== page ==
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FCDO accused of obstructing the course of justice

More than two years after a former Algerian resident in the UK lodged a claim at the Central London Employment Tribunal against the Embassy of Algeria, his case has been described as being stuck in limbo as the result of interference in the Judiciary by the Foreign & Commonwealth Development Office.

The claim which falls in line with a Supreme Court decision dating back to the 18th of October 2017, was submitted in May 2018. The claimant after making several enquiries to the Tribunal spanning more than a year, had finally received confirmation of the claim’s service on the Algerian authorities on 28 October 2019. The claim had to be served through the FCDO with the Algerian embassy granted 2 months and 28 days to respond. In her letter to the claimant, Judge Joanna Wade was quoted as saying: “Regional Employment Judge Wade is pleased to confirm that the claim has now been validly served on the respondent.  The respondent has two months and 28 days in which to file a response“.

The letter sent to the claimant by Judge Wade dated 28 October 2019

Fast forward to June 2020, after multiple enquiries made to the Tribunal given that the delay had long passed, the Tribunal advised the victim that it was still waiting for confirmation of service from the FCDO and its ambassador to Algeria, Barry Lowen. The Tribunal refused to provide an explanation on why the claim was being delayed and why the Tribunal contradicted itself in its own correspondence.

Edem Torgo of the Employment Tribunal is quoted as stating in a formal correspondence dated 26 June 2020 “The Employment Tribunal is still waiting for confirmation from the Foreign and Commonwealth Office that the claim has been served through the diplomatic channel on the Respondent“.

In June 2020, more than two years after the claim was submitted, the Tribunal backtracks.

According to an employee of the UK’s Ministry of Justice, interviewed by the Algiers Herald, the FCDO is clearly obstructing the administration of justice, “the law is clear in that regard, perverting the course of public justice is an offence under the laws of England and Wales, punishable by a maximum term of life imprisonment (…) the FCDO committing acts of this nature greatly damages public confidence in the Judiciary and the standing of the UK on the international stage“.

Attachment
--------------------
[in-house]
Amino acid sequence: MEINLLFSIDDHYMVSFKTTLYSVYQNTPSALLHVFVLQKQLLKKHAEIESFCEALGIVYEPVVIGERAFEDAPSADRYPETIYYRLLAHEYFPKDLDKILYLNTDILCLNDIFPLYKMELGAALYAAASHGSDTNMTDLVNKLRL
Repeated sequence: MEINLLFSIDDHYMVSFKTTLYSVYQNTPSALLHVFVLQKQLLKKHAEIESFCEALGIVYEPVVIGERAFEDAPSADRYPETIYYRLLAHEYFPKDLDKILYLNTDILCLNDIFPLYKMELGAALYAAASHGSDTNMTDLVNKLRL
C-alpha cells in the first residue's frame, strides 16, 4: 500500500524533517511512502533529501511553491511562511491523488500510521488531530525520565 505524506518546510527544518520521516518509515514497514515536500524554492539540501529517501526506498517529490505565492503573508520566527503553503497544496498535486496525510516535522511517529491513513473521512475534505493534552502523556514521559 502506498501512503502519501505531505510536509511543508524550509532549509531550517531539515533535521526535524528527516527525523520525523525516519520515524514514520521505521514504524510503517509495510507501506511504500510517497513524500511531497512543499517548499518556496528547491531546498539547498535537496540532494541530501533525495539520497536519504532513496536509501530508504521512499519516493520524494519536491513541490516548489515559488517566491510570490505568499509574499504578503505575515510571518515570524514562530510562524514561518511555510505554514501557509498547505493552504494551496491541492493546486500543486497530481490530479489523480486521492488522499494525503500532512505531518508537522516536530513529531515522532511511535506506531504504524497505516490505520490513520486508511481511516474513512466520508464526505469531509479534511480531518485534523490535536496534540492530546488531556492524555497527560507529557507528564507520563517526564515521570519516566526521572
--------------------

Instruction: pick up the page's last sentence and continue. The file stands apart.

The FCDO refused to comment on the case when approached, however, one of its employees accepted to comment under the condition of anonymity, fearing reprisals, he was quoted as stating “with this case, the government has effectively turned the UK’s Judiciary into one you would find in some banana republic. If Supreme Court decisions are no longer binding, then the British public should be informed“.

‘Justice du téléphone’

The subjugation of the Judiciary by the UK’s government for commercial, financial or political interests marks a dangerous precedent in a United Kingdom slowly drifting towards dictatorship, beyond undermining the credibility of the Supreme Court itself.

In Algeria, it has long been a common practice known as ‘justice du téléphone’, a practice under which judges issue judgments based on instructions ‘coming from above’, generally through phone calls or text messages.

The Embassy of Algeria in London and its counterpart in Algeria refused to comment. Dominic Raab’s office has been approached for comment.


This article was edited for clarity on 27/10/2020 at 18:00 GMT.

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